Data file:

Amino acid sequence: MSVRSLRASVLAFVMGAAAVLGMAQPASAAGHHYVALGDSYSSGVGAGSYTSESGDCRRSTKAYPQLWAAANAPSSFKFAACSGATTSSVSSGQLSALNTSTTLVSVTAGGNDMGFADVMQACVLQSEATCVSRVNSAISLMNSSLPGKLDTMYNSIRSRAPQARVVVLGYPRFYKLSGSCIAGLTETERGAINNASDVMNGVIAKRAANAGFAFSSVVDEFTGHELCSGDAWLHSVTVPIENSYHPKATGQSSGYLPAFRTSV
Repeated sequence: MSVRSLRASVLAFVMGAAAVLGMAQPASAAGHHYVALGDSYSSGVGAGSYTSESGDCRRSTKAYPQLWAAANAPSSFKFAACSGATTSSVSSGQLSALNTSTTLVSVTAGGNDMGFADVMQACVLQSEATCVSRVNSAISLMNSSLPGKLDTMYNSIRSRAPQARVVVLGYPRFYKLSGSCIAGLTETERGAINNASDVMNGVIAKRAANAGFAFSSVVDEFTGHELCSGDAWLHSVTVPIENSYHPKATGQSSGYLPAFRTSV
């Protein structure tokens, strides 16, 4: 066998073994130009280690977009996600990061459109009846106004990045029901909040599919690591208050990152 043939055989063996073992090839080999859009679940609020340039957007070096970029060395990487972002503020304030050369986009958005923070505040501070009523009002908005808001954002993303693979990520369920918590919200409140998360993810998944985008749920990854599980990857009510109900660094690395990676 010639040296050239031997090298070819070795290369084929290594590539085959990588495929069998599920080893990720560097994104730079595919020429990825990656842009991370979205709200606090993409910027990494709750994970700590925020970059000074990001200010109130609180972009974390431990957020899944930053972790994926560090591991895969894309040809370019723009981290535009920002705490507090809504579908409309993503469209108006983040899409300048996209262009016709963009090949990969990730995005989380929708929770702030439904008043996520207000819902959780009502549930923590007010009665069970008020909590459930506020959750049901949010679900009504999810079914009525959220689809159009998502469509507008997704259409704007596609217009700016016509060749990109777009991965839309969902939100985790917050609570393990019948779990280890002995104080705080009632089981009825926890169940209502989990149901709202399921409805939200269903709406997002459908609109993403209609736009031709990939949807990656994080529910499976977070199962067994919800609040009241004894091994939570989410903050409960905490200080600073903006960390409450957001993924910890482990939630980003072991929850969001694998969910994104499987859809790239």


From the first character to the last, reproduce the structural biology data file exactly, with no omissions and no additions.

Amino acid sequence: MSVRSLRASVLAFVMGAAAVLGMAQPASAAGHHYVALGDSYSSGVGAGSYTSESGDCRRSTKAYPQLWAAANAPSSFKFAACSGATTSSVSSGQLSALNTSTTLVSVTAGGNDMGFADVMQACVLQSEATCVSRVNSAISLMNSSLPGKLDTMYNSIRSRAPQARVVVLGYPRFYKLSGSCIAGLTETERGAINNASDVMNGVIAKRAANAGFAFSSVVDEFTGHELCSGDAWLHSVTVPIENSYHPKATGQSSGYLPAFRTSV
Repeated sequence: MSVRSLRASVLAFVMGAAAVLGMAQPASAAGHHYVALGDSYSSGVGAGSYTSESGDCRRSTKAYPQLWAAANAPSSFKFAACSGATTSSVSSGQLSALNTSTTLVSVTAGGNDMGFADVMQACVLQSEATCVSRVNSAISLMNSSLPGKLDTMYNSIRSRAPQARVVVLGYPRFYKLSGSCIAGLTETERGAINNASDVMNGVIAKRAANAGFAFSSVVDEFTGHELCSGDAWLHSVTVPIENSYHPKATGQSSGYLPAFRTSV
């Protein structure tokens, strides 16, 4: 066998073994130009280690977009996600990061459109009846106004990045029901909040599919690591208050990152 043939055989063996073992090839080999859009679940609020340039957007070096970029060395990487972002503020304030050369986009958005923070505040501070009523009002908005808001954002993303693979990520369920918590919200409140998360993810998944985008749920990854599980990857009510109900660094690395990676 010639040296050239031997090298070819070795290369084929290594590539085959990588495929069998599920080893990720560097994104730079595919020429990825990656842009991370979205709200606090993409910027990494709750994970700590925020970059000074990001200010109130609180972009974390431990957020899944930053972790994926560090591991895969894309040809370019723009981290535009920002705490507090809504579908409309993503469209108006983040899409300048996209262009016709963009090949990969990730995005989380929708929770702030439904008043996520207000819902959780009502549930923590007010009665069970008020909590459930506020959750049901949010679900009504999810079914009525959220689809159009998502469509507008997704259409704007596609217009700016016509060749990109777009991965839309969902939100985790917050609570393990019948779990280890002995104080705080009632089981009825926890169940209502989990149901709202399921409805939200269903709406997002459908609109993403209609736009031709990939949807990656994080529910499976977070199962067994919800609040009241004894091994939570989410903050409960905490200080600073903006960390409450957001993924910890482990939630980003072991929850969001694998969910994104499987859809790239």